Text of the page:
Shortly after our stop in Vayk, we climbed over a the beautiful Vorotan mountain pass, with a sculpture at the top with some market traders. Unfortunately the tourist infrastructure isn't quite there yet in Armenia for them to tell you details of the mountain pass, the altitude, and great viewpoints to take pictures, so you have to work these things out on your own. This pass was no exception, and we aren't sure what the sculptures at the top meant, if anything! Once over the pass, things just as quickly started turning green again, the temperatures fell quite a bit, and farmland returned. This is one thing which has really stood out to us in the Caucasus, just how quickly the landscape changes and how many different landscapes/climates there are in such a relatively small area.

The last 45 minutes of the trip saw the landscape go yellow again (we quite literally saw the last green patch below they all became yellow), and I was starting to wonder when the rugged mountainous landscape I had heard about around Tatev would turn up. Sure enough it did around 10 minutes before we arrived at our hotel, with us suddenly descending down a mountain road on the side of a canyon, looking fairly similar to what we saw earlier in the trip at Vikos. Our hotel for the night is right on the edge of the canyon and the views couldn't be better of this remote location.

A great day overall and looking forward to seeing the famous Tatev Monastery tomorrow morning!

Dog Notes: 

When we stopped to charge in the village of Vayk today we went to rest up in a park while we waited and there were a lot of boys swimming in a large fountain. As soon as they saw Summer they ran over and immediately began asking questions about her. We managed to tell them her name but couldn't communicate anything else given the language barrier. It felt like they had never seen a pet dog before, and they took it in turns to throw the ball for her with amazement on their face every time she ran to retrieve it. They then petted her a little too much, to the point she was getting frustrated and we had to explain they should stop and let her rest. After a rest she was back at it with the ball and half the group came back over to finish playing with her. Definitely the kind of experience for Summer that she wouldn't get in the UK!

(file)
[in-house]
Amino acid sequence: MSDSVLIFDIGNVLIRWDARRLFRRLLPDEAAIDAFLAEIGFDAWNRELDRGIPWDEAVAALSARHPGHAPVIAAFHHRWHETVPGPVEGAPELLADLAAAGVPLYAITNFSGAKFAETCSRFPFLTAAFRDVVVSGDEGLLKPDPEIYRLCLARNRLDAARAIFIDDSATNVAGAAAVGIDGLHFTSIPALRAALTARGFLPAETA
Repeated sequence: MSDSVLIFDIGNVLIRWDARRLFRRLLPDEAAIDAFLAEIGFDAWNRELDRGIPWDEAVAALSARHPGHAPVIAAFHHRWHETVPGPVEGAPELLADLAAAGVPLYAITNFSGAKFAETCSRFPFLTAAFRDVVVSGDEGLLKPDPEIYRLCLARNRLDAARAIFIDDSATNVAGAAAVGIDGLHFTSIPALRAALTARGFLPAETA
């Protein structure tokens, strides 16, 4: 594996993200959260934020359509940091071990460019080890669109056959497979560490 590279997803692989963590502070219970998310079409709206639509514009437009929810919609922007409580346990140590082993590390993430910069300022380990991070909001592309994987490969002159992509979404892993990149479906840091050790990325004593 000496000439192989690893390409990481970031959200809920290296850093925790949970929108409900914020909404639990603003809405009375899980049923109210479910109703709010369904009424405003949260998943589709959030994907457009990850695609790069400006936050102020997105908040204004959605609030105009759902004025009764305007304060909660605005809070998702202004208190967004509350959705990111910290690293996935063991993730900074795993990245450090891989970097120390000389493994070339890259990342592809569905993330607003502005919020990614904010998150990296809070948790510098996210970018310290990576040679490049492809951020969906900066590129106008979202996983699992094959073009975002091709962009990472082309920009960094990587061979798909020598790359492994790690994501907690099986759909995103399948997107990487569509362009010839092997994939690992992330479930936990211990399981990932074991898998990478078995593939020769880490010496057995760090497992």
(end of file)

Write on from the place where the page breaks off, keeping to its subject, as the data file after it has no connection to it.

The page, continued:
Electric Vehicle EV Notes: 

Charging continues to be straightforward in Armenia with both EcoCars and Solara AM apps working very well. There was less competition for charging once we were outside Yerevan, and luckily the charger at our hotel tonight is working properly since it is the only charger this far East, and we would have had quite a problem if it hadn't.
- EcoCars charger at Vayk Foot Court. My account balance was negative from yesterday since they let you continue to charge even if you run out of credit. I had to top it right back up though before charging.
- Solara AM charger at Harsnadzor Eco Resort. One of the staff had blocked the charger with his shiny red mustang, but he happily moved it for me when I asked, and was very intrigued by how far we have driven!

Miles Driven: 
Harsnadzor Eco Resort


You've had an amazing experience thus far. I'm now worrying a bit about how you will charge your car back in Blighty when the unions and Putin cut the electric off come winter.